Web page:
It’s About Time

Since I do not have a secret Swiss bank account to “store” my “wealth,” (I put wealth in quotes because I am broke law/business student, and I’ll let you figure out why I put store in quotes) I am happy to hear that the IRS is finally, and successfully, cracking down on the Swiss institutions that have been aiding the wealthiest Americans evade taxes for many years. According to the Wall Street Journal, Credit Suisse Group AG said on Tuesday the 8th that it would hand over the names of bank clients suspected of evading U.S. taxes, in response to a request from the IRS. The Journal went on to say that in light of this news and UBS’s settlement with the IRS two years ago concerning similar matters, more Swiss institutions will likely handover the names of individuals suspected of tax evasion to the IRS at their request.

In this economy where there exists a serious concern about generating enough tax revenues to fund our government, I support the IRS’s decision to vigorously pursue all bastions of potential revenues. I do not know why it has taken the IRS so many years to finally go after the Swiss tax shelters. Maybe they thought they wouldn’t be successful in the past? Or maybe it took an impetus like the financial crisis and subsequent recession to push the IRS to finally go after the seemingly impenetrable Swiss banks? No matter, I am happy that no longer will Americans who intentionally (mens rea) move funds to Swiss banks to evade taxes get away with such practice. It is immoral, unfair, and illegal. I am even happier to hear that the institutions that help individuals evade taxes will get their just desert.

After reading this article, I can hear my Dad’s voice saying “Nail the b*stards,” and I cannot help but feel the same way.

 

Credit Suisse to Name Names

 

3 comments

  1. Immoral, unfair, and illegal? Sounds like you are describing the current tax code. The truth is that there is nothing unfair or immoral in taking steps to reduce your federal income tax obligation and it takes more than intent to make something illegal. The fact that our current tax code allows for and encourages manipulation is exactly why it needs to change. If the tax code encouraged taking risks and making investments in U.S. markets, our economy wouldn’t be in the shape it’s currently in and you’d have a job offer. At some point our representatives will realize that there is an alternative to the current system that will help the economy and support government sponsored programs. Until that happens the ultra-wealthy will continue to pay people like you to legally and morally decrease their tax burden.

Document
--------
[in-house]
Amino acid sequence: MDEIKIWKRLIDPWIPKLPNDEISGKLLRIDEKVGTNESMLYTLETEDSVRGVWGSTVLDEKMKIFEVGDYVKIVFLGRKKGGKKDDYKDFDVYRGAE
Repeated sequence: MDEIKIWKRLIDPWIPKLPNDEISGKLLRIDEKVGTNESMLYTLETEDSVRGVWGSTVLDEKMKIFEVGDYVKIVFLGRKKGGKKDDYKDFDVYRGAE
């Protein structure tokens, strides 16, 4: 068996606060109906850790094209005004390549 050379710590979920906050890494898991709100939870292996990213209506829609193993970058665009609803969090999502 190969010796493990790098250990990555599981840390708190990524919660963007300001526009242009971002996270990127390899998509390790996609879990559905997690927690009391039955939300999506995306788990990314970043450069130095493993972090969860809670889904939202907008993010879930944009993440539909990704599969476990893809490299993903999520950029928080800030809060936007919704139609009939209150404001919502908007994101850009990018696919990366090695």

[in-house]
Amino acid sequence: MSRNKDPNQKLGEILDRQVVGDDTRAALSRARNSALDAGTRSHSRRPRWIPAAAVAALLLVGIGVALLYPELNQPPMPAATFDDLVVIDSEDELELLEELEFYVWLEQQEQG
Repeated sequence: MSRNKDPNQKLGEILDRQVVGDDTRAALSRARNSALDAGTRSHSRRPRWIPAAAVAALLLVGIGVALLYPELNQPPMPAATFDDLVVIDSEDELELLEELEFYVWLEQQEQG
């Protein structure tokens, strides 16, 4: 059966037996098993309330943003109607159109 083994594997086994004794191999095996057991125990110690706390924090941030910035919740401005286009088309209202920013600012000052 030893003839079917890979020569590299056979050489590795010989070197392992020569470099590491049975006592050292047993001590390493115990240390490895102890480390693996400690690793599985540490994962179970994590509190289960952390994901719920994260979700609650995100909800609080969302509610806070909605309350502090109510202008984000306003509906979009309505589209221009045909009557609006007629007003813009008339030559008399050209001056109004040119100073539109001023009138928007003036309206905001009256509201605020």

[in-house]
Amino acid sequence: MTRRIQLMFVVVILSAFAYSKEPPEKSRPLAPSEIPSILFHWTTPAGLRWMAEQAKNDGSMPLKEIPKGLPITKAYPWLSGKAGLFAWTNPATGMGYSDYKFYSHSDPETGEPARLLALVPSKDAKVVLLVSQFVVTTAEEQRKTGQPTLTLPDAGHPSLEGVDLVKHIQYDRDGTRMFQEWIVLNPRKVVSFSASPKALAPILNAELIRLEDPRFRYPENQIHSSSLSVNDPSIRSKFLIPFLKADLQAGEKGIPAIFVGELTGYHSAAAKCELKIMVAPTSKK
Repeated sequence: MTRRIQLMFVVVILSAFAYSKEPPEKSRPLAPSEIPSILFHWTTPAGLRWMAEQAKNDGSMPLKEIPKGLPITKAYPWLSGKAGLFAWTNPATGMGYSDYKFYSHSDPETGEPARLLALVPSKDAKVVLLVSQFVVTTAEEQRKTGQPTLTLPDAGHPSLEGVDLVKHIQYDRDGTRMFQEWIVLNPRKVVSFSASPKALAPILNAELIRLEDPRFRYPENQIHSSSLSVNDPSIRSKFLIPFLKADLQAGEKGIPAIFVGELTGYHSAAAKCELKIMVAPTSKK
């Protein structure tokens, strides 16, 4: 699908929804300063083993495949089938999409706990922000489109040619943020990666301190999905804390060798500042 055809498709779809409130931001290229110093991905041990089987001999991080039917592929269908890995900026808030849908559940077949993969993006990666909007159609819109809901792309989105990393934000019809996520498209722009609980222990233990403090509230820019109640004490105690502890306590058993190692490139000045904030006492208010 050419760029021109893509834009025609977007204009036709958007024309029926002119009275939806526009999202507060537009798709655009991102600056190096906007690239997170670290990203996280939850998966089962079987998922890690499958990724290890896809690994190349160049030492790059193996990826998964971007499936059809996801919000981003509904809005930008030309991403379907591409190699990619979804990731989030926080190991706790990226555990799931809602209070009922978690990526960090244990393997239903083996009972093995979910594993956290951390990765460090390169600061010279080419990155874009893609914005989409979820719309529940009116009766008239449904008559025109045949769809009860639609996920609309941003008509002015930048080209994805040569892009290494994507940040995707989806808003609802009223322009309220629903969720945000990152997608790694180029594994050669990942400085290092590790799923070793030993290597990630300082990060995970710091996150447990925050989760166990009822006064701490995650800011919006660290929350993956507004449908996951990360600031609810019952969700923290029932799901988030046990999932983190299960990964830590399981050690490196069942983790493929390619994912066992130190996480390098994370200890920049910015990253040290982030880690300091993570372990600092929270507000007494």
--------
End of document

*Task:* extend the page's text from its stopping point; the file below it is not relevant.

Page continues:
2. I disagree, Mike. There is a big difference between reducing your tax liability through some creative but legal means, and committing tax evasion or fraud. Stashing money in a Swiss tax shelter without reporting the account(s) on the TD F 90-22.1 (Report of Foreign Bank and Financial Accounts, the “FBAR,” available at http://www.irs.gov/pub/irs-pdf/f90221.pdf) is criminal tax evasion- plain and simple. I think you would be hard pressed to argue that willfully hiding money is a legitimate means of reducing tax liability.
    ________________________
    See 31 C.F.R. § 1010.350 (stating that every U.S. person who has a financial interest in or signature authority over foreign financial accounts must file the FBAR if the aggregate value of the foreign financial accounts exceeds $10,000); See also 26 U.S.C. § 7201 (stating that “[a]ny person who willfully attempts in any manner to evade or defeat any tax imposed by this title or the payment thereof shall…be guilty of a felony”).

  3. This post reminds me of a high school teacher of mine who once said that the United States is run by the extreme wealthy who live up high in the mountains because if the people saw how unfair the system really was, they would revolt. While I think such a view is extremely cynical, sadly I do not think that it that displaced from reality. In reading this post, my two main responses would have to be either it’s about time or even so it’s not going to matter. Though we like to think that the world runs on principles like fairness, it is hard to disregard those that say that money displaces all. In fact, the sad truth is that the reason why the IRS has likely waited so long to take action is because of tooth and nail opposition by the power elite. Moreover, while this step could be said to represent a large milestone, there is no doubt in my mind that the targets of this IRS movement will just find some other way to hide their wealth. Granted it is unfair and morally wrong, but is this just is the way the world is?

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